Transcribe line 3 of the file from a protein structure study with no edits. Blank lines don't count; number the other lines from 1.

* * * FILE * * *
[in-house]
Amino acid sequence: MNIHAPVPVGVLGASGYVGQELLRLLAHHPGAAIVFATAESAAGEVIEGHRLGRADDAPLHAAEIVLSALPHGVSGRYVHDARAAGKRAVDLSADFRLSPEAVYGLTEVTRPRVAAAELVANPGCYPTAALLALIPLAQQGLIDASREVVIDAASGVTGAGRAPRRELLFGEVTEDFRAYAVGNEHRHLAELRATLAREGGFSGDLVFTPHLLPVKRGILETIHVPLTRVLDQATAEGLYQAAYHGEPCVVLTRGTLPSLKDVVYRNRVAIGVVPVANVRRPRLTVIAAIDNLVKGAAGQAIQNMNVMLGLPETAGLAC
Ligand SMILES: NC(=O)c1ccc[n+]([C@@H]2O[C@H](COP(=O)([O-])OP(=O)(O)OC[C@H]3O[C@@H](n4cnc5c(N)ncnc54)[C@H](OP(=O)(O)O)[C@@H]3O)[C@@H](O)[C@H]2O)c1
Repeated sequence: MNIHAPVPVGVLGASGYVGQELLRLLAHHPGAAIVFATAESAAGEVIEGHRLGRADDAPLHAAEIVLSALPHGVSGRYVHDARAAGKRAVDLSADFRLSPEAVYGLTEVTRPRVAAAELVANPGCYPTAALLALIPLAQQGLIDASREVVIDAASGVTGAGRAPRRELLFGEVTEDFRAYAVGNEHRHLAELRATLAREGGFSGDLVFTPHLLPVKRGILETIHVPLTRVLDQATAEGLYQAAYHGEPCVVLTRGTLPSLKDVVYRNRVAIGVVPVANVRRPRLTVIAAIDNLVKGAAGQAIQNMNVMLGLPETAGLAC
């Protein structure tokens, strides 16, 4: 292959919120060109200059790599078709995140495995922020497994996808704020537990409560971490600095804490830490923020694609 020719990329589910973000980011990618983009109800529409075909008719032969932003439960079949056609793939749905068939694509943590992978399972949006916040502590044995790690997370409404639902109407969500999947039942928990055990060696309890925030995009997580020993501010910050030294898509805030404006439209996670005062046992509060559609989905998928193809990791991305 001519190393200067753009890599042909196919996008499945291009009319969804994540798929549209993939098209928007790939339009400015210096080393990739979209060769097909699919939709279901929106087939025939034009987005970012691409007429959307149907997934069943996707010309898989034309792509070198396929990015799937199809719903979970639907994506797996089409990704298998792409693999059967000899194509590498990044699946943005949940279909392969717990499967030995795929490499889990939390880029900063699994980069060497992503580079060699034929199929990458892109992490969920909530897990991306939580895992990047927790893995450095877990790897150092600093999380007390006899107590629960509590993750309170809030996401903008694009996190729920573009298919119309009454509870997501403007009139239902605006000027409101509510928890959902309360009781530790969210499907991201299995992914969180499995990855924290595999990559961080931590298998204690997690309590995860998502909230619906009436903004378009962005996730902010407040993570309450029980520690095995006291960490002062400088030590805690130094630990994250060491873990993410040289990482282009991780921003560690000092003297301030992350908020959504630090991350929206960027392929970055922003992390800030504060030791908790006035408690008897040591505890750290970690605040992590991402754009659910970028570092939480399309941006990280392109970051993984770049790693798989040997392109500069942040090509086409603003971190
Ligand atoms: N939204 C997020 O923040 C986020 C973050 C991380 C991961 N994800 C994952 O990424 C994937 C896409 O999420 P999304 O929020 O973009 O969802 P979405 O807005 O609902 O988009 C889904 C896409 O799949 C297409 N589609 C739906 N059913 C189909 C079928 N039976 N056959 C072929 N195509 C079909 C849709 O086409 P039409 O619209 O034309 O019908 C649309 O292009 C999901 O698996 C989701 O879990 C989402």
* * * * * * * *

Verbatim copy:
Ligand SMILES: NC(=O)c1ccc[n+]([C@@H]2O[C@H](COP(=O)([O-])OP(=O)(O)OC[C@H]3O[C@@H](n4cnc5c(N)ncnc54)[C@H](OP(=O)(O)O)[C@@H]3O)[C@@H](O)[C@H]2O)c1